- TMI – Too Much Information
Always remember you’re leaving a permanent record in cyberspace. Do not conduct any private or intimate conversations – or post pictures of that nature – on FB or Instagram. They will be there forever to haunt you when you have long ago moved on from the circumstances that caused that particular little rave. You have to be very careful about what you say about others as well.
Even seemingly historic events can cause red faces. Like having a family member speculate on a Family Reunion Facebook group about long dead grandfathers and uncles – who the father of this one really was, whether another had been responsible for his sister’s suicide – all without realising she was posting it publicly, not as a private message. Although the parties under discussion were long dead, their grandchildren were alive to read what was wild speculation which could have caused deep hurt. Luckily in this case we could delete as soon as the gaffe was realised.
- Instagram Madness
For many Instagram has replaced Facebook as their favourite medium, but this can open up even more relationship tension if your beloved is not keen on having his or her picture everywhere with soup down their front, or when they’ve just got their wintry white flesh back into a swim suit, or they are up a ladder with paint in their hair.
Ian Kerner relates the story of a couple who came to him with problems which included the wife being on Instagram so much the family nicknamed her ‘Paparazzi’. Things came to a head when they were on holiday and they had a huge fight over eating their ice creams – she wanted her husband to wait to eat his while she dithered around getting the perfect picture. (You can imagine it all starting to melt over his hand which she organised herself.)
I can recall finishing the Central Otago Rail Trail cycling trip with a group of friends, one of whom wished to stop at a shop to buy an ice cream to celebrate. She was told by another in the group that no, that wasn’t time for her to do that because we had to return to the trailhead to be photographed by the signage to prove we’d “done it.”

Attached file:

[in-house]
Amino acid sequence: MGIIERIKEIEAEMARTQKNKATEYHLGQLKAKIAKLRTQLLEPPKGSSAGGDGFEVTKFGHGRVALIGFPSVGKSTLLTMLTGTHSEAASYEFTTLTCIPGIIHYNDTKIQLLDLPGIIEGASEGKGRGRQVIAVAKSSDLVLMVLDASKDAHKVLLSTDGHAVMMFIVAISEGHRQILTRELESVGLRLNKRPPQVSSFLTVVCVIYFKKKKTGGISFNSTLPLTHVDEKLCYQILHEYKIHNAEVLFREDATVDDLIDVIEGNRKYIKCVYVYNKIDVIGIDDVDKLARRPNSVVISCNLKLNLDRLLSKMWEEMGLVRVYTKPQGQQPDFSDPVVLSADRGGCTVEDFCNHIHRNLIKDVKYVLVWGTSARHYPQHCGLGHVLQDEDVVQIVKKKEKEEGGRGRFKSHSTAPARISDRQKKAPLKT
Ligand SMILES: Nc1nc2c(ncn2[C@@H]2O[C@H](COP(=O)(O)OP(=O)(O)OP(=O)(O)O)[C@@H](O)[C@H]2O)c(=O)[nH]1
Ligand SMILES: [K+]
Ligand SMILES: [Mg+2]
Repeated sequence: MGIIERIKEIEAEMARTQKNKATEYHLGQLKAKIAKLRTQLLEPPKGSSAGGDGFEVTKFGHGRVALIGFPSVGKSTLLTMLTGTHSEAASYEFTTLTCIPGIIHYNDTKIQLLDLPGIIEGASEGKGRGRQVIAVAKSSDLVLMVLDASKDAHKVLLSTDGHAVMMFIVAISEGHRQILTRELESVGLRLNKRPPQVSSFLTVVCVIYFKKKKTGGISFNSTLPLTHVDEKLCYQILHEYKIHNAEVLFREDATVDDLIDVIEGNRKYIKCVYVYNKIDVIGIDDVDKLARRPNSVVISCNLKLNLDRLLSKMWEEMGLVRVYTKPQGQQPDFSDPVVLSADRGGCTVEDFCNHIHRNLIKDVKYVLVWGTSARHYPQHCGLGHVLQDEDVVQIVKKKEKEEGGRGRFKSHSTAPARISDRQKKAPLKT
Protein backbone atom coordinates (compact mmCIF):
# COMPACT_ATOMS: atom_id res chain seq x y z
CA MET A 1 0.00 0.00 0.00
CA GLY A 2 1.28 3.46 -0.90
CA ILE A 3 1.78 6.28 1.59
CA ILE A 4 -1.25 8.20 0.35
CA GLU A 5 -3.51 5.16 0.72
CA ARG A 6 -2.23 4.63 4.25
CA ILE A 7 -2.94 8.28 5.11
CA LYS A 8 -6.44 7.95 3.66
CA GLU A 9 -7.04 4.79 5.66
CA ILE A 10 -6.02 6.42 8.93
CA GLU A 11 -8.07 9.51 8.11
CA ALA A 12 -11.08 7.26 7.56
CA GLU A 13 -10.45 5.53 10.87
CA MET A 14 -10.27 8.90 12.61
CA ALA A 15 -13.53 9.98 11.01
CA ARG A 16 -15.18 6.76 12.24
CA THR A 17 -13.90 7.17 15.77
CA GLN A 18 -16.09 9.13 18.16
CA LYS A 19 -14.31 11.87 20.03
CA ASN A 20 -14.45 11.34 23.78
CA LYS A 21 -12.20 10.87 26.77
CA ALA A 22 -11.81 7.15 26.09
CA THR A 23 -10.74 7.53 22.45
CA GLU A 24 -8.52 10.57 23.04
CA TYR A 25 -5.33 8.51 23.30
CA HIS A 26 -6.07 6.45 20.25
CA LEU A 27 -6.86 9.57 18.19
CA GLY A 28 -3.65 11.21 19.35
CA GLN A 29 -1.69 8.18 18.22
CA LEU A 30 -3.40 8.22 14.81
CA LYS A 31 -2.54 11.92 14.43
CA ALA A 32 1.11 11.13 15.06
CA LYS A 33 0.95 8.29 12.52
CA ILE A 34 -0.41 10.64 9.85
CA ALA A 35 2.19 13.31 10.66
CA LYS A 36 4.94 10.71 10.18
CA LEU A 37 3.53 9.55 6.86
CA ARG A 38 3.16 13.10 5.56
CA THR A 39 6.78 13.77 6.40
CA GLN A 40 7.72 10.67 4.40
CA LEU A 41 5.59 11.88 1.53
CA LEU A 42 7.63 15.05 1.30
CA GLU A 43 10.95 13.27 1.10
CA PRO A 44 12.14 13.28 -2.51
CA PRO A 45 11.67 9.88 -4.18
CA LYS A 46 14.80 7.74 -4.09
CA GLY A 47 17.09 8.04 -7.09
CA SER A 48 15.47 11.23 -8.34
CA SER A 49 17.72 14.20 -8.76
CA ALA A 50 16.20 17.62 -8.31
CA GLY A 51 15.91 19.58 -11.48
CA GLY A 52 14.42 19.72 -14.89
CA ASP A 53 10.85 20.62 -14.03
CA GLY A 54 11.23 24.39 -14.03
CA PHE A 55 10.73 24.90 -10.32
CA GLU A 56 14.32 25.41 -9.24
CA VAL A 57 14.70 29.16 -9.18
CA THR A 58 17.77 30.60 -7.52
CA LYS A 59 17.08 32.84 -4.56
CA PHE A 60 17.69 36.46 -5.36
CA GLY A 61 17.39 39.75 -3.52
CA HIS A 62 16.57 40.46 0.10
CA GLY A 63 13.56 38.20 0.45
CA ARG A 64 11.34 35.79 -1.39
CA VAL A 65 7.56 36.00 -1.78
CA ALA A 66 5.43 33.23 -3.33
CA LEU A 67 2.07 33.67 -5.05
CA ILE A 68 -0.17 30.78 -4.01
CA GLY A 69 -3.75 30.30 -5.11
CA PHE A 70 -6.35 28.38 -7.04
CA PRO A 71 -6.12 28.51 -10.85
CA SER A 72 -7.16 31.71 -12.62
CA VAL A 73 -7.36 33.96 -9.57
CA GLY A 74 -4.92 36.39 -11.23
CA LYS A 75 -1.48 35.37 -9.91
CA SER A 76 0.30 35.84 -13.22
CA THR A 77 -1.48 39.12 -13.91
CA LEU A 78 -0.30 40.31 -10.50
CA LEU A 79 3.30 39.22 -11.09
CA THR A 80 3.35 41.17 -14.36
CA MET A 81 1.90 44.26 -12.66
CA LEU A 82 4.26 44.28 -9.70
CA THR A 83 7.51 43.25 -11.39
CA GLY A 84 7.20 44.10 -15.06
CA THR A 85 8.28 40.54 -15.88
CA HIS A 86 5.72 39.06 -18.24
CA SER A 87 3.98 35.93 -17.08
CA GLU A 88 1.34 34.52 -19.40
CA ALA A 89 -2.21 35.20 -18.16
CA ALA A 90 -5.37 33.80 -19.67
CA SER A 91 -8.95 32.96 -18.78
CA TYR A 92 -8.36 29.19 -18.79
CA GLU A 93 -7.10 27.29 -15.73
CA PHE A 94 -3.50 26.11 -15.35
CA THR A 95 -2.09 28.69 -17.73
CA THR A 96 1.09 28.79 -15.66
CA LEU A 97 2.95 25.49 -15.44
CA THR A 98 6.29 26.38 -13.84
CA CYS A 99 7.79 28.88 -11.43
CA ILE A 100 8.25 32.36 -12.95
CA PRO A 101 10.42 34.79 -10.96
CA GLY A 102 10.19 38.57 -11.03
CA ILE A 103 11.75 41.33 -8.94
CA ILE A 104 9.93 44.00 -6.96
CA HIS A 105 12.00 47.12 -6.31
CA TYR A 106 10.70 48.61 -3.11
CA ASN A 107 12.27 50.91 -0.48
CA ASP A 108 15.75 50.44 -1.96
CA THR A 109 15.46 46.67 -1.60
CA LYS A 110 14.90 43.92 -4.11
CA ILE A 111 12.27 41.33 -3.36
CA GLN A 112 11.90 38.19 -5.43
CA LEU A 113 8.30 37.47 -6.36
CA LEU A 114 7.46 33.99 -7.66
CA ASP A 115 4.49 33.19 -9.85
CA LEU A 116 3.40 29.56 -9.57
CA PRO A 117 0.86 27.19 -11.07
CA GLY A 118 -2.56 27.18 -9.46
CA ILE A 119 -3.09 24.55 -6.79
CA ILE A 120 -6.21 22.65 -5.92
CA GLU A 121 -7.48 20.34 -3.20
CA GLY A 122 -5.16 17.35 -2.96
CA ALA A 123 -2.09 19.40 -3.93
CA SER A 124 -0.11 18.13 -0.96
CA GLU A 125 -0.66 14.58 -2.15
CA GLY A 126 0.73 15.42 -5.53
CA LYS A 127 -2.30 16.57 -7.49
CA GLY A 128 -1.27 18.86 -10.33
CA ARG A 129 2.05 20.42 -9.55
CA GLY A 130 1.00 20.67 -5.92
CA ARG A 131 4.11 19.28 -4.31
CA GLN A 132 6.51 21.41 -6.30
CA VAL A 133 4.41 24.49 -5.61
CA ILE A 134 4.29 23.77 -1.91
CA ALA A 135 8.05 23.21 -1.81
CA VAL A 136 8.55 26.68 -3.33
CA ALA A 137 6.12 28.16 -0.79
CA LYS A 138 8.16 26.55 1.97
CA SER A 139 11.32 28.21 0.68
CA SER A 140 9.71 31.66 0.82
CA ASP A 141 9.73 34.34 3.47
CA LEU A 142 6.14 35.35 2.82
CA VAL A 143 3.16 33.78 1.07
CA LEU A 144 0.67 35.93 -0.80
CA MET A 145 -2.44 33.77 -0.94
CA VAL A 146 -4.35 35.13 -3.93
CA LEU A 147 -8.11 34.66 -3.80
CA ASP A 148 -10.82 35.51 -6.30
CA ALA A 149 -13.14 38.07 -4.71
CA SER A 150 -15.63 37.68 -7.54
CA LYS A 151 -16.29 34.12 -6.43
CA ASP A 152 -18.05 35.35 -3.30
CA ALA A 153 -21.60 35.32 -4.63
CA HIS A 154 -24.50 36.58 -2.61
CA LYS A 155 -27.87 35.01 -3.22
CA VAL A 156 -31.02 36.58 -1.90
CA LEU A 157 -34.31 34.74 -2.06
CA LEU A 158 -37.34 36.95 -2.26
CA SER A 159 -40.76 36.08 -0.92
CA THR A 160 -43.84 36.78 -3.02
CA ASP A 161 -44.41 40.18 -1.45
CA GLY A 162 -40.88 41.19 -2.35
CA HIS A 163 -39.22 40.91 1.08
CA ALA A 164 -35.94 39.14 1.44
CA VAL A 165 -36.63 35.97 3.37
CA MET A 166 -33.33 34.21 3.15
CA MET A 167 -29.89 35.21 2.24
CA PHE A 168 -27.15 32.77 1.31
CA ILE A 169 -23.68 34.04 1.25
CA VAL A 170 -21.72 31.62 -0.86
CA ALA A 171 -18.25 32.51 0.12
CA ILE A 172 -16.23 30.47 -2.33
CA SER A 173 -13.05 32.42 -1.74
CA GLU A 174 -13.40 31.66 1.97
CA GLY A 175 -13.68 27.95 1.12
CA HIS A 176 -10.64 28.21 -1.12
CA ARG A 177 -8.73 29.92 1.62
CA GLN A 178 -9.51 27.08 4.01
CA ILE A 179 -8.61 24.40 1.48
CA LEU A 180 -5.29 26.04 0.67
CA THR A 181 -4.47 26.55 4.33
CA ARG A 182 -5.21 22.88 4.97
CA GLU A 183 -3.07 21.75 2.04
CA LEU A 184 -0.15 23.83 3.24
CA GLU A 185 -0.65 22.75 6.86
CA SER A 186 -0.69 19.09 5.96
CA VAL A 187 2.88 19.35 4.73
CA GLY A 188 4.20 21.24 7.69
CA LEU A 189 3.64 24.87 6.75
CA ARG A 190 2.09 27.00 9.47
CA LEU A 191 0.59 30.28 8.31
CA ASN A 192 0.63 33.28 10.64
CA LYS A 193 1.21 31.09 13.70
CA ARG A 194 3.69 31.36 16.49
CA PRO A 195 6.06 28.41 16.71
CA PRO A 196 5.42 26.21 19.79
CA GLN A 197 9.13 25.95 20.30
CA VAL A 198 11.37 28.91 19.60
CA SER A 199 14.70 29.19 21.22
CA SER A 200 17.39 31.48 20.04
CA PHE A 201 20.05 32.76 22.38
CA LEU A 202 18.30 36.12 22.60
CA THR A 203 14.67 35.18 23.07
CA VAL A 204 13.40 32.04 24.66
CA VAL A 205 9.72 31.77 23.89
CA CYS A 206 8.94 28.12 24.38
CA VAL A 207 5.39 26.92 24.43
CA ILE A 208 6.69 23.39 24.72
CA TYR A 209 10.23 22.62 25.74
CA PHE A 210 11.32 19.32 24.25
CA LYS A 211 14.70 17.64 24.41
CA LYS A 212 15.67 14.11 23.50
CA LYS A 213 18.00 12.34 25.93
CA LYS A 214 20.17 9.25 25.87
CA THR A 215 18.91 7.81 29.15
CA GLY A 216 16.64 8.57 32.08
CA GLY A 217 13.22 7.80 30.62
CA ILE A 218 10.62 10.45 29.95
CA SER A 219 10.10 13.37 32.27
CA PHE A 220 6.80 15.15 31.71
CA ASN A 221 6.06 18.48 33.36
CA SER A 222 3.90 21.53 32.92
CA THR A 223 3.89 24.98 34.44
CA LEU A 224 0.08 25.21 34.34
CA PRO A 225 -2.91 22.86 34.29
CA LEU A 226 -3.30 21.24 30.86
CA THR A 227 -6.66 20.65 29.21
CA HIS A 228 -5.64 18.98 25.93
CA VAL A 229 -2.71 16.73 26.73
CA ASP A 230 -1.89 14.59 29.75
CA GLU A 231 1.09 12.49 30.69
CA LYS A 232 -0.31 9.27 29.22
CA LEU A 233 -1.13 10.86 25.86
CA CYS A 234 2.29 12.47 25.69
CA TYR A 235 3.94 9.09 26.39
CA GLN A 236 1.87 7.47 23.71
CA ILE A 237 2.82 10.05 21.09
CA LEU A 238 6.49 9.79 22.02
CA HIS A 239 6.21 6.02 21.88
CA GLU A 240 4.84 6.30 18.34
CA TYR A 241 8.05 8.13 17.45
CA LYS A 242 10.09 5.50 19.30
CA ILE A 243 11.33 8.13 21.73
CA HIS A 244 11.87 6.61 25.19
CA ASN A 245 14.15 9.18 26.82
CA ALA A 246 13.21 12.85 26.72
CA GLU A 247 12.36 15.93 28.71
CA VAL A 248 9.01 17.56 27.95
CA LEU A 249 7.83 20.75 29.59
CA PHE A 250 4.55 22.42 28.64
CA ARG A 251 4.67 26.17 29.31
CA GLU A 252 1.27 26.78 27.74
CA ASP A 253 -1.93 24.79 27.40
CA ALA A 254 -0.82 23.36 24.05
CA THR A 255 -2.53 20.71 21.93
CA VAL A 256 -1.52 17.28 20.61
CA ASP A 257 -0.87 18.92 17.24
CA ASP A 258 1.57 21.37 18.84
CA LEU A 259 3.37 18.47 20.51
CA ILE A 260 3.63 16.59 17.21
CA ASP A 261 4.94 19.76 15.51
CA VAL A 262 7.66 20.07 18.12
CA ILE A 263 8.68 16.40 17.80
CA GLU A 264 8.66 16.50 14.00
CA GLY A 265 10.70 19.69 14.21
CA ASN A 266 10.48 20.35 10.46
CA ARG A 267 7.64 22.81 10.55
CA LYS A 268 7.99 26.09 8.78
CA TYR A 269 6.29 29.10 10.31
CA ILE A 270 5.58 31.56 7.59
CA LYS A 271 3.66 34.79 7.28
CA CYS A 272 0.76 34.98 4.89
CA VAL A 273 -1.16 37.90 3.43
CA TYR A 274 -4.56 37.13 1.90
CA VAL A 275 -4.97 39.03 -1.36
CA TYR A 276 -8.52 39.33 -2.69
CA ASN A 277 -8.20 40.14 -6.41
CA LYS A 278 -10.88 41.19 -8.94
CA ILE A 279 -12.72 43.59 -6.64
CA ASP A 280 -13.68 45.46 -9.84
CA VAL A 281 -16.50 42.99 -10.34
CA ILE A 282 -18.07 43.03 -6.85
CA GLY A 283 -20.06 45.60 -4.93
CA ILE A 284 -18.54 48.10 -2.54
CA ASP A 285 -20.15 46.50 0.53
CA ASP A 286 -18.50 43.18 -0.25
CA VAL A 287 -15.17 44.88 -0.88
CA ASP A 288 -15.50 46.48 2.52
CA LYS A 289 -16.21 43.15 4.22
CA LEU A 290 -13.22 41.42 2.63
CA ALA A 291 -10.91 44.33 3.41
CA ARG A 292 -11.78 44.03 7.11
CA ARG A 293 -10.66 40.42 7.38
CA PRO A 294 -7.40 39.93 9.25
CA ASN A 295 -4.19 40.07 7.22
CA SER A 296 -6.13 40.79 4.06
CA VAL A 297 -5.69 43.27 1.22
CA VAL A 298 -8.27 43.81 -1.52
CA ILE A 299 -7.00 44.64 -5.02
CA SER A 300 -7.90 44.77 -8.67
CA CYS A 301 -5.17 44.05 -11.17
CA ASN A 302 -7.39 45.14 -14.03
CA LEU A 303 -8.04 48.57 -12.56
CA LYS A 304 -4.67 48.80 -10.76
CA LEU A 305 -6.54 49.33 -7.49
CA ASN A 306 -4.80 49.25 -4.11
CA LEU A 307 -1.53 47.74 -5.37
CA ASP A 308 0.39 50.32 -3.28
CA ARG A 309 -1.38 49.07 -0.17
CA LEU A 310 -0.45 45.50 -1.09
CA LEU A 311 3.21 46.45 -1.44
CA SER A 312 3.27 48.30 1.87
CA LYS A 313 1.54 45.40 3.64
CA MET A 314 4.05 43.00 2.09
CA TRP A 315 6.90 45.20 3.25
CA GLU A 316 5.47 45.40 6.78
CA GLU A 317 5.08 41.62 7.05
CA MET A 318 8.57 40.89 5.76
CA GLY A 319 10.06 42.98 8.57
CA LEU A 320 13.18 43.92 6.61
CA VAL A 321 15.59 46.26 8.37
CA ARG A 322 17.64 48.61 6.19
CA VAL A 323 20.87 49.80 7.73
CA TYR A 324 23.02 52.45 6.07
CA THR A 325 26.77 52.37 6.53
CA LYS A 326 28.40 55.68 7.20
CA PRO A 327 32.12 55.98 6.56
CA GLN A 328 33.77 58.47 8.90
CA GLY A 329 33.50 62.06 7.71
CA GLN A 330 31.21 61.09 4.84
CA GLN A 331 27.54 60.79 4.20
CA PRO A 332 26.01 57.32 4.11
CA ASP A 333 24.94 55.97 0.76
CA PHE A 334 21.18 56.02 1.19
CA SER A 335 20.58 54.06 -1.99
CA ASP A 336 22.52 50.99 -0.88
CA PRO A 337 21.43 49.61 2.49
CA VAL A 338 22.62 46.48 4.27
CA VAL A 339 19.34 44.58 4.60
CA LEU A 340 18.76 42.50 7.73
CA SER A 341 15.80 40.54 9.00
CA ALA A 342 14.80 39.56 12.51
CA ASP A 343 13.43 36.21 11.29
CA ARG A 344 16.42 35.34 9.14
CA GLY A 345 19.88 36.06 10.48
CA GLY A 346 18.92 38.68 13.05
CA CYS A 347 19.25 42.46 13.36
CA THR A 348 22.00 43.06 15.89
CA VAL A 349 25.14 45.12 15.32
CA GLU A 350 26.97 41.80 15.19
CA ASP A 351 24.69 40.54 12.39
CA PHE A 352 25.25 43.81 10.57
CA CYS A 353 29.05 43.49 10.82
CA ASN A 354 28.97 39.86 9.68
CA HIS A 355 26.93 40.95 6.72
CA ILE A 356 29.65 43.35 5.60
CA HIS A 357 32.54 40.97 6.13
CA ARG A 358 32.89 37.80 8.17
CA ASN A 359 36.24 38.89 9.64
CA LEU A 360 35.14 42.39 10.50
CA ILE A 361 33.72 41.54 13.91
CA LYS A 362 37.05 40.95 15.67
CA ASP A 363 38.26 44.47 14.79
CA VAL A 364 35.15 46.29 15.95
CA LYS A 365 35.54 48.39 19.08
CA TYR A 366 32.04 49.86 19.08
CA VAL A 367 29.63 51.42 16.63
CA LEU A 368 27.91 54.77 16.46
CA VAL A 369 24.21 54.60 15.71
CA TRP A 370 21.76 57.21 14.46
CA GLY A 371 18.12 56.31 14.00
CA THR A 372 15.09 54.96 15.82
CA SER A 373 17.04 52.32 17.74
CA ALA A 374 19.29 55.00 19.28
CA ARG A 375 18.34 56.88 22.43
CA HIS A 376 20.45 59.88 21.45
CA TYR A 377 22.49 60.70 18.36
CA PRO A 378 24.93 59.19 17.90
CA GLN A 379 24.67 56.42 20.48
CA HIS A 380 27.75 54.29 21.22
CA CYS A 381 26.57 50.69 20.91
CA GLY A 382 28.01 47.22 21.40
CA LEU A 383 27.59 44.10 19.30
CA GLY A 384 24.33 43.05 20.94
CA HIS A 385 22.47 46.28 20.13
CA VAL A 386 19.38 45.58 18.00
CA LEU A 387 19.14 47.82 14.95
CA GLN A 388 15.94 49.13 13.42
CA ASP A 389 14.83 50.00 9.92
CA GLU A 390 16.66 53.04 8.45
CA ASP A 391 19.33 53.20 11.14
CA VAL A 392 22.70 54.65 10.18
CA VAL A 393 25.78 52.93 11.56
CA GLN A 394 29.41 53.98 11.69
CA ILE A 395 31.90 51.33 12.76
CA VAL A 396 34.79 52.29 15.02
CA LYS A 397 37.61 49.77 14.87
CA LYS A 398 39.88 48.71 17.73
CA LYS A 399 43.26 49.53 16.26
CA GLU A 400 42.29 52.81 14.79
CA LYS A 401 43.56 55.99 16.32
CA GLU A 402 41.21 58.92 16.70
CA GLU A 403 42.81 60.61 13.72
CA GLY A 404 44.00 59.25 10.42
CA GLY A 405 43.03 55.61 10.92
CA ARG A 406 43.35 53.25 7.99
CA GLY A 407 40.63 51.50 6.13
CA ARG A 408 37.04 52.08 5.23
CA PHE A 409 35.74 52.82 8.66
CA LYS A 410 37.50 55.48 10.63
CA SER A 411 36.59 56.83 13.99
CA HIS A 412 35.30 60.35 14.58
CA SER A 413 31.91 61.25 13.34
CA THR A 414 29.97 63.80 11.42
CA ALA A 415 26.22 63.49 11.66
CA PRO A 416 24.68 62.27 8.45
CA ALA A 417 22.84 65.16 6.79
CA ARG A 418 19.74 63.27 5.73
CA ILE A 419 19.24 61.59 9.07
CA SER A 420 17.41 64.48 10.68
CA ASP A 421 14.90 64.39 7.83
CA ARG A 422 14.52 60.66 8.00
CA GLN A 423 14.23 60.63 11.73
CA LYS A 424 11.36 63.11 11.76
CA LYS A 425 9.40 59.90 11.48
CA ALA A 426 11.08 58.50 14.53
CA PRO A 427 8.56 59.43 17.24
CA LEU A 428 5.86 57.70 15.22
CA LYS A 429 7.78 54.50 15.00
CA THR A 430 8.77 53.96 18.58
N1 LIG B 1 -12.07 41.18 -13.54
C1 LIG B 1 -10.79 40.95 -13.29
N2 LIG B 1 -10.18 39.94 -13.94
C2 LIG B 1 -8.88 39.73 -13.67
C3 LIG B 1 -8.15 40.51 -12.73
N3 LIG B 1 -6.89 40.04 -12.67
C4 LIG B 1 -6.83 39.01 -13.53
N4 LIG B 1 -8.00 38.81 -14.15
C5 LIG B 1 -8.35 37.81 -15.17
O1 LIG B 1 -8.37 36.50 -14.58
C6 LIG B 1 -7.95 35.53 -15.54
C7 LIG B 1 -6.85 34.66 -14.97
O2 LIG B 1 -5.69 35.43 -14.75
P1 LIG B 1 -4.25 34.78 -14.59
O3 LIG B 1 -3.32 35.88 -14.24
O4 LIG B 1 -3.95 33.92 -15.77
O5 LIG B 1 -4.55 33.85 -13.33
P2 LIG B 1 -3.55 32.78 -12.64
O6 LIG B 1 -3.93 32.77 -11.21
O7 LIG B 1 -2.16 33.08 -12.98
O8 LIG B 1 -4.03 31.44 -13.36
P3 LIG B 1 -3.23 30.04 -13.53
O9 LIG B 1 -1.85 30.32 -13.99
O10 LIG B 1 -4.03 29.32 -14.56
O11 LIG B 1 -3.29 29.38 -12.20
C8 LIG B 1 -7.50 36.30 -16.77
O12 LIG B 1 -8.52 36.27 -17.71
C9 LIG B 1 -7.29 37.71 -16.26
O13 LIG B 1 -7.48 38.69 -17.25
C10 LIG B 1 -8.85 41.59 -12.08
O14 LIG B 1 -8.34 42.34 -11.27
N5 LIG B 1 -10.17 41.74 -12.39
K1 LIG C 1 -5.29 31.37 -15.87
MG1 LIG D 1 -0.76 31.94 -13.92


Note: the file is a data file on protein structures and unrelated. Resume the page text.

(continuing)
- ‘Complicated’ Relationship Status Updates
Most relationship experts will tell you it’s important to be upfront and honest about your status updates if you are going to preserve your marriage or key partnership. If you are married, set your relationship status to Married and keep it that way. It’s good advice to make your partner or spouse the topic of positive status updates at least once a week.
Using Facebook to affirm and build up your spouse creates a deeper bond between the two of you, and a higher fence around the two of you. (Just be careful not to overdo and become an annoying couple.)
If you are in an exclusive relationship that hits a few bumps do not go on Facebook and change your status to “It’s Complicated It’s an open invitation for trouble, and you don’t necessarily want you mother-in-law, partner’s siblings or boss to see it either.
Bloomberg News reports a study which showed couple who most positively and publicly announced they were “an item” had the best chances of remaining together six months later. The researchers concluded the publicly posted cues encouraged the couple to see themselves as a unit and cemented their relationship.
Ways to Make Facebook Positive
However you decide to manage your Facebook relationship with your nearest and dearest, there are two handy bit of advice to help ensure it will help support you love and communication, not destroy it.
Firstly, discuss any online issues off line. If anything arises that does make you feel upset or uncomfortable, don’t use online sources to air your problems. Take your partner aside in a relaxed situation and discuss it.
And secondly, Ian Kerner suggests having some periods now and then when you “detox” from all social media. Find a place to escape to where you can turn off your phones and other devices and devote your attention entirely to shared leisure activities. You’ll come back refreshed and invigorated and your togetherness will be all the better for it.